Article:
Publication Date


Document Type


First Advisor

Mayall, Hayley J.

Degree Name

Ph.D. (Doctor of Philosophy)

Legacy Department

Department of Educational Technology, Research and Assessment


Chemistry--Study and teaching (Higher); Critical thinking--Study and teaching (Higher); Education; Higher--Computer-assisted instruction; Group work in education


The purpose of this dissertation was to examine collaboration and student's critical thinking and cognitive achievement within online chemistry courses. This quantitative study focused on the apparent lack of research relating collaboration and critical thinking in online science courses. Collaboration was determined using the small group collaboration model coding scheme, which examined student postings in asynchronous discussion forums for quantity, equality, and shareness. Critical thinking was measured using the chemistry concept reasoning test, the online self-diagnostic test, and also asynchronous student homework discussion postings that were coded using the community of inquiry cognitive presence indicators. Finally cognitive achievement was determined using quiz scores and the student's final grade. Even though no significant findings were revealed in this exploratory quasi-experimental study, this research did add to the educational technology knowledge base since very few studies have investigated the chemistry discipline in an online environment. Continued research in this area is vital to understanding how critical thinking progresses, how it can be assessed, and what factors in the classroom, be it virtual or face-to-face, have the greatest effect on critical thinking.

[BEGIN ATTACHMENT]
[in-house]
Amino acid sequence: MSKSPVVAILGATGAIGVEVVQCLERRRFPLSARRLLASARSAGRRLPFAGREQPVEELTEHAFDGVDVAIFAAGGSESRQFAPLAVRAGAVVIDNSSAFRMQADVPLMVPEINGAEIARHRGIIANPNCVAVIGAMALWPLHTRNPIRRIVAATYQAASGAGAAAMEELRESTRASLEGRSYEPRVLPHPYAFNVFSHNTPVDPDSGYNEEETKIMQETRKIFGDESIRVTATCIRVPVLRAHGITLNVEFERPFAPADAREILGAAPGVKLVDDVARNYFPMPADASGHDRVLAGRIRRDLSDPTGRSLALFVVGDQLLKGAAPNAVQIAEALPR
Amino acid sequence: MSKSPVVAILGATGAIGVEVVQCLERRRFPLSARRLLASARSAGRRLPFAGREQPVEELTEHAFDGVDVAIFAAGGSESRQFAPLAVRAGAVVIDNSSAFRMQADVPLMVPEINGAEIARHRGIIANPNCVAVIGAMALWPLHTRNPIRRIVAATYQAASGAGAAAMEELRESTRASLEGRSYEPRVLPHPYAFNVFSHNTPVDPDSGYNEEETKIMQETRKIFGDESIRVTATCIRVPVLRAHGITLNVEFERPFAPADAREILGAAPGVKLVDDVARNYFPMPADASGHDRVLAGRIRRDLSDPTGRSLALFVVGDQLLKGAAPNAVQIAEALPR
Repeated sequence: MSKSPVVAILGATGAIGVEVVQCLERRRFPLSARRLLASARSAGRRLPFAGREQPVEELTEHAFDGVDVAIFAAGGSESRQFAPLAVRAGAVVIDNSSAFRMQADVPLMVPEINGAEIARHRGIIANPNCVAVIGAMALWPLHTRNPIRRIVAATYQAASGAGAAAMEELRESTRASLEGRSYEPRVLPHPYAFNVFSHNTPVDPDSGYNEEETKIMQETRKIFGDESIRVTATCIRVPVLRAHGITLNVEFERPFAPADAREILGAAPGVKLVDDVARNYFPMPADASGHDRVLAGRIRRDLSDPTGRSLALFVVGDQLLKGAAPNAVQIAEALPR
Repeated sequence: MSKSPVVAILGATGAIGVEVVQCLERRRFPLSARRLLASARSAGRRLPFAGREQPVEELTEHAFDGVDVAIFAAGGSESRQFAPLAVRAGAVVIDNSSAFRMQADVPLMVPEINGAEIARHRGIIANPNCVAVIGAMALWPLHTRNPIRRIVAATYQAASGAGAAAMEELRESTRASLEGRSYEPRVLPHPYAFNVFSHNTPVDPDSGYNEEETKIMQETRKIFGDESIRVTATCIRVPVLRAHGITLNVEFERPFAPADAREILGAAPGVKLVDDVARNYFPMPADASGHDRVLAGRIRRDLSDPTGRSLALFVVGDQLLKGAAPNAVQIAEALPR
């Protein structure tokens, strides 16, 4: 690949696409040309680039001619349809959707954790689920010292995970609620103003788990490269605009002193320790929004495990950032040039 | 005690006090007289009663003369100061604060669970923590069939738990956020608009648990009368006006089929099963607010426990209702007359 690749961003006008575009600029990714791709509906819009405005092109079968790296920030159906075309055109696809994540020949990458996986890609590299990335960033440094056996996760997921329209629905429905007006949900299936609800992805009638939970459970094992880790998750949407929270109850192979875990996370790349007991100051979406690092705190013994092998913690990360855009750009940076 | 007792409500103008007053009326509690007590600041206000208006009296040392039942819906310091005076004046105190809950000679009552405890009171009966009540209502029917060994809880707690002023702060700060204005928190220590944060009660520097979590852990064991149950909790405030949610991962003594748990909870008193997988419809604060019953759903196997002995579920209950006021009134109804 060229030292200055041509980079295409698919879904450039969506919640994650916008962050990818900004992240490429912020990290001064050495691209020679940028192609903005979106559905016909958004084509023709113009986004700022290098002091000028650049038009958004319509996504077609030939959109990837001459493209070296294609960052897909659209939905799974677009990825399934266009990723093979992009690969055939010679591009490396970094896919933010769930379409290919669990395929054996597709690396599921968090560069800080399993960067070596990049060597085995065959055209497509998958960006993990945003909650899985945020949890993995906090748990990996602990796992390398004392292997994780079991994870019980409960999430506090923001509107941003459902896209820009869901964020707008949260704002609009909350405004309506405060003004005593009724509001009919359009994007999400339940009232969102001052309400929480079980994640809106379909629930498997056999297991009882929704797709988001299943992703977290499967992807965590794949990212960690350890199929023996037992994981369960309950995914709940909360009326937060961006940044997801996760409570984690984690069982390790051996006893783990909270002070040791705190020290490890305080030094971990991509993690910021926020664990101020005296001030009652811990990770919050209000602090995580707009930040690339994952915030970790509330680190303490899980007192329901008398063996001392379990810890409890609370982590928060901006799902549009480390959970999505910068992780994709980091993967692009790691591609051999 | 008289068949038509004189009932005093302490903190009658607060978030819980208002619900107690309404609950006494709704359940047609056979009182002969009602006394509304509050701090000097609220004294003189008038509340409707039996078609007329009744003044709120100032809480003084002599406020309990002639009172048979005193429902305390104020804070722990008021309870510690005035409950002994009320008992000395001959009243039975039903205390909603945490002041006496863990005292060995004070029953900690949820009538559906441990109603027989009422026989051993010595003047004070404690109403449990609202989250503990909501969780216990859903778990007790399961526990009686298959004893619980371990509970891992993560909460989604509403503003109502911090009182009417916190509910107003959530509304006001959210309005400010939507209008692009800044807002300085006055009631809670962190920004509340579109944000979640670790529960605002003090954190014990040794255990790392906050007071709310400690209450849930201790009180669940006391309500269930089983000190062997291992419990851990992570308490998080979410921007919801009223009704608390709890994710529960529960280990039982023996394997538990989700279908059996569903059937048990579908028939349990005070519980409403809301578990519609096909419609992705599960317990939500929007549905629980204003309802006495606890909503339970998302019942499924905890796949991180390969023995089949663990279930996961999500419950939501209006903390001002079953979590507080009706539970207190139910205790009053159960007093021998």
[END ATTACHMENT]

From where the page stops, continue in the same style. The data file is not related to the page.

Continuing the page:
Advisors: Hayley Mayall.||Committee members: Ying Xie; Cindy York.||Includes bibliographical references.||Includes illustrations.


xiii, 234 pages




Northern Illinois University

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